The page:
The heart pumping hike up Heaval

Rising 1,300ft above Castlebay, Heaval mountain is the highest hill on the Isle of Barra. The ascent on grassy ground is short yet steep, but the heart-pumping half hour hike is worth every second. Those who reach the top will be rewarded with some of the most spectacular views in Scotland. Head out on a clear day at low tide and you’ll be able to see the sandy coves that circle the island, Kisimul castle in the bay below, and the mountains of Skye to the east.

From Barra in the south to Lewis in the north, via the Uists, Benbecula and Harris, these beach-fringed Western Isles will certainly keep you busy. These are our favourite things to do in Britain's wildest corner. 

Hebridean Huts on the Isle of Lewis, Outer Hebrides, Scotland

Hideaway in a Hebridean Hut

Combining a idyllic location with the little touches you’d expect in a boutique hotel, these luxury eco-cabins (of which there are just two) are perfectly placed to explore the remote, rugged and romantic landscape of the Isle of Lewis. With hot showers, comfy beds, a small kitchen area, and a private porch to perch on and watch the sunset over the sea, this is glamping at it's finest. And being located on a working croft and alpaca farm 'Alpaca Encounters' can be booked as an optional extra!

Langass Lodge Hotel and Restaurant on the Isle of North Uist, Outer Hebrdies, Scotland

Lochmaddy lobster at Langass Lodge

Perched above Lochport on the Isle of North Uist, this former shooting lodge has been beautifully renovated into a boutique hotel and restaurant. With a reputation as probably the best place to eat in the Hebrides, dining here is an absolute must. Serving Scottish cuisine with the finest ingredients these islands have to offer, the menu sings of the sea. From Lochmaddy lobster and smoked scallops to pan fried hake and seared halibut - booking a table in advance is essential, and we can do that for you.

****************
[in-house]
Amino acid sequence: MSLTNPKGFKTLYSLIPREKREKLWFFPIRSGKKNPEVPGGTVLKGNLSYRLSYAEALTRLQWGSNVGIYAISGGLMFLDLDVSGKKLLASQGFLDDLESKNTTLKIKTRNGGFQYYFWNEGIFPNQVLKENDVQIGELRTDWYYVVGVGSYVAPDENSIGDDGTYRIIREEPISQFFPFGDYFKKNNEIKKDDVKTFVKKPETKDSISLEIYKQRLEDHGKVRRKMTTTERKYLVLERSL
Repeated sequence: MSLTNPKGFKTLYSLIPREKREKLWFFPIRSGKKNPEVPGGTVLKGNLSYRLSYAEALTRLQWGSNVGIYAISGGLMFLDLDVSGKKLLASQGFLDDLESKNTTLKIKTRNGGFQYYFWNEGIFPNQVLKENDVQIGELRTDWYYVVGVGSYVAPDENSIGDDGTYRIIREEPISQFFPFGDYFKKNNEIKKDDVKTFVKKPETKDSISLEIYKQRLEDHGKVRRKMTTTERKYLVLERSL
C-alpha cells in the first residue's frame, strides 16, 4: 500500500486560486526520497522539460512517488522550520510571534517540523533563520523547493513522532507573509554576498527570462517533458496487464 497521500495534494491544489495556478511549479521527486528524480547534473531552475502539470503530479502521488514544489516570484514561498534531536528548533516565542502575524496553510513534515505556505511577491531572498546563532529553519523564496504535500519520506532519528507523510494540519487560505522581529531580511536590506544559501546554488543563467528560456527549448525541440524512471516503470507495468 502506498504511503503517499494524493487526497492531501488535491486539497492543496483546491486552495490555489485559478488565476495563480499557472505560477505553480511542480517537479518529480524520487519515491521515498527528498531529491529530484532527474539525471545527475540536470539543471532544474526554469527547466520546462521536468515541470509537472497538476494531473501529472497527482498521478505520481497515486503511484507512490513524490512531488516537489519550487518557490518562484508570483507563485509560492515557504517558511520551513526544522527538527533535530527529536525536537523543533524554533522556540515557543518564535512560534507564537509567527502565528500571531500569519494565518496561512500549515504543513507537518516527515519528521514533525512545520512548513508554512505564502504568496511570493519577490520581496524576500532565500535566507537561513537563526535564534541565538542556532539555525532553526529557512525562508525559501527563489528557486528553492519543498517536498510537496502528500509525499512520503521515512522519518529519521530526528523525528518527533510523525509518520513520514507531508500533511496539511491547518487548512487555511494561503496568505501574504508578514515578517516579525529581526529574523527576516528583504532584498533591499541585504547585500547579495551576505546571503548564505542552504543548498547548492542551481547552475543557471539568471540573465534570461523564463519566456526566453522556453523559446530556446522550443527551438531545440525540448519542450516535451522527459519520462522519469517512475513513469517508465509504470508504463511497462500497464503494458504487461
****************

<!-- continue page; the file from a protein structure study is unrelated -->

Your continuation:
Wonderful Places to Stay in the Outer Hebrides

The Outer Hebrides in pictures

Stornoway Port and Harbour on the Isle of Lewis, Outer Hebrides, Scotland
Stornoway port and harbour on Lewis
Tangasdale beach beside the Isle of Barra Hotel, Outer Hebrides, Scotland
Tangasdale beach on Barra
The Hebridean Woolshed South Uist, Outer Hebrides, Scotland
Wool from the Hebridean woolshed
Sheep on South Uist
Sheep on South Uist
 Scolpaig Tower on the Isle of North Usit Visit, Outer Hebrides, Scotland
Scolpaig tower on North Uist
Luskentyre sands on the Isle of Harris, Outer Hebrides, Scotland
Luskentyre sands on Harris
Ben Langass Stone Circle on the Isle of North Uist, Outer Hebrides, Scotland
Ben Langass Stone Circle on North Usit

Let us help you plan your trip to Britain's wildest corner